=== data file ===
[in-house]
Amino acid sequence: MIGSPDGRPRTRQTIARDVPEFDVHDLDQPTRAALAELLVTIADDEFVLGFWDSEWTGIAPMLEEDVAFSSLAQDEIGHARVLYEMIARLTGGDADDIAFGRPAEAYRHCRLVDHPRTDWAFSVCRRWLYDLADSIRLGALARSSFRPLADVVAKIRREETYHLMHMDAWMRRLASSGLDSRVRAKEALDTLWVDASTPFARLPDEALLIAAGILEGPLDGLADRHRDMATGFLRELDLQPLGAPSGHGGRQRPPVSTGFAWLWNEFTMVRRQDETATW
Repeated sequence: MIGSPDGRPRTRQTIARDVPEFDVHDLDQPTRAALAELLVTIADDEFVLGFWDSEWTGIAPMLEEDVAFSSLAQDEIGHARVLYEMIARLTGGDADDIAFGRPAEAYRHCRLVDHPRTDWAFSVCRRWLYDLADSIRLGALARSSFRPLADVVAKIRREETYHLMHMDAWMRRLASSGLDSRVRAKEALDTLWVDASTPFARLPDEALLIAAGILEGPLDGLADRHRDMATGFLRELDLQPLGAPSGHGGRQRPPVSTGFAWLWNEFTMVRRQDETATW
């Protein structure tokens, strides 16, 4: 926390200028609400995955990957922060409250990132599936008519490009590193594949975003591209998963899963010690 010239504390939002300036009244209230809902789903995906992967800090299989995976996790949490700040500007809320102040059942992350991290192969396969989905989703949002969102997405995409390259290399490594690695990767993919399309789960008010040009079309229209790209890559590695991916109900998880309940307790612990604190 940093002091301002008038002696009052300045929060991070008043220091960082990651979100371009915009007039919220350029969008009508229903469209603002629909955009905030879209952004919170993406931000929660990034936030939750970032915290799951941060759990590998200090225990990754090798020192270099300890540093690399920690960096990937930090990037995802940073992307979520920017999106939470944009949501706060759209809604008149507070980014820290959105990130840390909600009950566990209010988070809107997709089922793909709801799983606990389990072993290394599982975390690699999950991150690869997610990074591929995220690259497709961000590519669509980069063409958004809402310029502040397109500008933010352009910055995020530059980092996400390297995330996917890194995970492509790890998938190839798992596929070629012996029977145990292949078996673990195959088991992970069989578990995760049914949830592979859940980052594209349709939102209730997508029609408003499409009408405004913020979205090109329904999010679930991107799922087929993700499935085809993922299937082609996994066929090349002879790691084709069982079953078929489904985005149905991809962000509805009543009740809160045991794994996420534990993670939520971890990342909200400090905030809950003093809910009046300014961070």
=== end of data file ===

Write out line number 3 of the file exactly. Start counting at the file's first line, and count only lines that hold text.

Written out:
Repeated sequence: MIGSPDGRPRTRQTIARDVPEFDVHDLDQPTRAALAELLVTIADDEFVLGFWDSEWTGIAPMLEEDVAFSSLAQDEIGHARVLYEMIARLTGGDADDIAFGRPAEAYRHCRLVDHPRTDWAFSVCRRWLYDLADSIRLGALARSSFRPLADVVAKIRREETYHLMHMDAWMRRLASSGLDSRVRAKEALDTLWVDASTPFARLPDEALLIAAGILEGPLDGLADRHRDMATGFLRELDLQPLGAPSGHGGRQRPPVSTGFAWLWNEFTMVRRQDETATW